top of page




Joy Bollinger is a distinguished choreographer, teacher, and répétiteur and has led Bruce Wood Dance since 2018. Bollinger is a veteran performer of the nationally acclaimed Fort Worth–based Bruce Wood Dance Company from 2002 to 2007 and a founding member of Bruce Wood Dance in 2010. She has performed in more than 50 of Wood’s ballets. Hailed as the “poet of dance” by Margaret Putnam, Bollinger has created critically acclaimed works: Carved In Stone (2016), Hillside (2017), In My Your Head (2019), Blue (2021), Slip Zone (Commissioned by the Dallas Museum of Art, 2022), and Chopin in A Minor (Commissioned by TITAS, 2022). Carved In Stone was called the “single best dance in 2016 . . . deeply emotional and striking in its stillness” by Mark Lowry of The Fort Worth Star–Telegram and “a dance for the ages” by Margaret Putnam of “Hillside goes for broke, swirling with the same kind of physical and emotional power that marked her stunning debut as a professional dance maker,” acclaimed Manny Mendoza of The Dallas Morning News. Bollinger is listed by D Magazine as “Women Who Make Dallas Great,” citing her choreography as “highly cerebral and intuitive.” Presented on KERA’s Frame of Mind TV series, her work expanded to film, collaborating with Broadway composer Joseph Thalken to create Life Interrupted (2020) and Blue (2021) in collaboration with Redirecting Dance and the Movement 4 Movement series. In addition, Bollinger has been commissioned by the Dallas Black Dance Theater (2018), Texas Christian University (2017, 2022), Southern Methodist University (2022) and Bucknell University (2022). D Magazine has referred to her as “one of the most evocative and lyrical choreographers on our scene.” Photo by Kent Barker.



Matt Rivera has spent the better part of the past 30 years dancing and performing on stages throughout the country and around the world, and off stage as a teacher, coach, and choreographer. He began his career on the concert stage performing with Hubbard Street Dance Chicago under the direction of founding director Lou Conte, and then in New York City with the companies of Eliot Feld and Twyla Tharp, as well as The American Dance Machine for the 21st Century. On the theater stage, Rivera worked with several Broadway touring companies, including Movin’ Out, Swing! (assistant dance captain), and CATS; off–Broadway in Garden of Earthly Delights (dance captain) and Lynne Alvarez’s Romola & Nijinsky; and most recently with the Las Vegas production of MAMMA MIA! where he also acted as dance captain. His Las Vegas credits also include Cirque Du Soleil’s Viva Elvis and acting as company instructor for NBT. Rivera is currently on faculty at several schools in the Dallas area. Photo by Jason Watson.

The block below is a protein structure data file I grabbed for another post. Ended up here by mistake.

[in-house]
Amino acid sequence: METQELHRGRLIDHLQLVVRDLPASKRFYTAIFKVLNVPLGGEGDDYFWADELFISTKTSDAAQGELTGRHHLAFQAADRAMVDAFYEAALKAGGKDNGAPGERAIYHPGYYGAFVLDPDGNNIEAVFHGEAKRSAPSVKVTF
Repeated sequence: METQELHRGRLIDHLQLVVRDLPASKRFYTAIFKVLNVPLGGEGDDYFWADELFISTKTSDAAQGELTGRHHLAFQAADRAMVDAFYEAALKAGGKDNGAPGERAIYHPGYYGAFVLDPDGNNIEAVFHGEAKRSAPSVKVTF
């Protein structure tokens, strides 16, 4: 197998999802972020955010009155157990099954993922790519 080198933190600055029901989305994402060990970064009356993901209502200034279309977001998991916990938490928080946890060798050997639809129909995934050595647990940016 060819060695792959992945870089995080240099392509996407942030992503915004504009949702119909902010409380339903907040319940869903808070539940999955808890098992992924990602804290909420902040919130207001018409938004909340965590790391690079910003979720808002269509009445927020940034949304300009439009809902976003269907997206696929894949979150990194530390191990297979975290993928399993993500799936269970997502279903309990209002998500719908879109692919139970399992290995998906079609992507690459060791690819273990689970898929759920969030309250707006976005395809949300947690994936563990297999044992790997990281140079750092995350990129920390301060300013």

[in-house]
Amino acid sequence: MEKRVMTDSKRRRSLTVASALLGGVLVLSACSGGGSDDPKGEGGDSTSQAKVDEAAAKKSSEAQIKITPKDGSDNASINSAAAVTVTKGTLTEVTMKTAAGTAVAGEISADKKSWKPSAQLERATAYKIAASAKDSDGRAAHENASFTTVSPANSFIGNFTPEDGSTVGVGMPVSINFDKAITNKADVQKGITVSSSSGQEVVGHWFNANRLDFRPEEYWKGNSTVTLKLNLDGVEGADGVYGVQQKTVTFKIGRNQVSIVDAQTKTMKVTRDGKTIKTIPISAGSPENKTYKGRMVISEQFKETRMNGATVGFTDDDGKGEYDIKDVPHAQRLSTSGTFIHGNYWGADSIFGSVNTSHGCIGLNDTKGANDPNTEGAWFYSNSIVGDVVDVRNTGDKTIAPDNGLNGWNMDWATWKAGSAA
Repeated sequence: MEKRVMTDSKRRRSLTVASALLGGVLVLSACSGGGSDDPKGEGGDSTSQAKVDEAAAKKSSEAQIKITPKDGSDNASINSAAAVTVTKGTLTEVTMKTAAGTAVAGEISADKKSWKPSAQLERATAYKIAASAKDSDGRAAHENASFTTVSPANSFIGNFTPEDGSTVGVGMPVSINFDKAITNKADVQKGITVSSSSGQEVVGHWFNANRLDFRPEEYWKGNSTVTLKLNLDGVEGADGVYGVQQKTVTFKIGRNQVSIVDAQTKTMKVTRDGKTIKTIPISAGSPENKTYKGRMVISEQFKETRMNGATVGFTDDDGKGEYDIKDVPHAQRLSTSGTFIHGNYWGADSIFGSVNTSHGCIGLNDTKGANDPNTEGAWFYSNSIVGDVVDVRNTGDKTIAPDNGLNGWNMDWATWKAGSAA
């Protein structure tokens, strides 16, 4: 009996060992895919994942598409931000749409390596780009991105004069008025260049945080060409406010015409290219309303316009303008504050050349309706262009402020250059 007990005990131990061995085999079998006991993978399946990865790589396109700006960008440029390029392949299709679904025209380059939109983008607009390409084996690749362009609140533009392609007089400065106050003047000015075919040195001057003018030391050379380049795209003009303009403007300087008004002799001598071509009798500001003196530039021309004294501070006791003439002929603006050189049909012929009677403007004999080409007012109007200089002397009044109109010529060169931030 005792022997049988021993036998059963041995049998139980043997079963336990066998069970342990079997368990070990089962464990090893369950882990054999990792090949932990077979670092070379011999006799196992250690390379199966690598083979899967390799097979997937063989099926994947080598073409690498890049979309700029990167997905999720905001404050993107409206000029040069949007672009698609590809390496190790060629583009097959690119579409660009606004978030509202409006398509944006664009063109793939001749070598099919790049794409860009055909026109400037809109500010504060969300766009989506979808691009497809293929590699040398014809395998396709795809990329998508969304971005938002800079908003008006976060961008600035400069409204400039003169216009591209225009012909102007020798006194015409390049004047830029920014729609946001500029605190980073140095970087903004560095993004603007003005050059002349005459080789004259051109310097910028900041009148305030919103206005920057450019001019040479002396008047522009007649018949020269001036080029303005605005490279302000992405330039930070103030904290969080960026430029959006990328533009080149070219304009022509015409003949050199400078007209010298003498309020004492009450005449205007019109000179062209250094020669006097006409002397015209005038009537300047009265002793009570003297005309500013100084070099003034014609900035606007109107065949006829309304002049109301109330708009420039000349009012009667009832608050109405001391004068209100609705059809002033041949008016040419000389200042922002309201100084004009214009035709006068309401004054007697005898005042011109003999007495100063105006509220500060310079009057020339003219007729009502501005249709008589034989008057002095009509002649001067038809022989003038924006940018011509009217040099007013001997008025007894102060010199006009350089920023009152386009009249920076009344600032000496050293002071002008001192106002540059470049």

Kimi Nikaidoh, a Dallas native, received her training from Canada’s National Ballet School, the School of American Ballet, American Ballet Theater, and Tanju and Patricia Tuzer. She spent the first five years of her performing career as a member of the Fort Worth–based Bruce Wood Dance Company. Nikaidoh joined Complexions Contemporary Ballet in 2005, touring nationally and internationally with the company through 2008. ​While earning a degree in neuroscience and behavior from Columbia University, Nikaidoh freelanced as a performer, stager, and choreographer in New York City. She restaged works for Bruce Wood, Dwight Rhoden, and Emery LeCrone at Charlotte Ballet, Boston Ballet II, Dallas Black Dance Theatre, The Juilliard School, Marymount Manhattan College, Point Park University, and Columbia University. Her choreographic works have been performed by Complexions Contemporary Ballet (The Joyce Theater); Bruce Wood Dance (Jacob’s Pillow Inside/Out Performance Series, St. Marks Church, Manhattan Movement and Arts Center, Moody Performance Hall); Avant Chamber Ballet (MPH); Columbia Ballet Collaborative (Miller Theater); and Firebone Theater (Kirk Theatre). Following Wood’s untimely passing in 2014, Nikaidoh served Bruce Wood Dance as artistic director. She expanded the company’s repertoire with new commissions while working to increase national exposure of Bruce Wood’s legacy. She conducted the company’s first formal outreach program, initiated its popular CRAFT series, and facilitated numerous artistic collaborations with artists across the state and country. In August 2018, she moved to Los Angeles with her husband. Photo by Brian Guilliaux.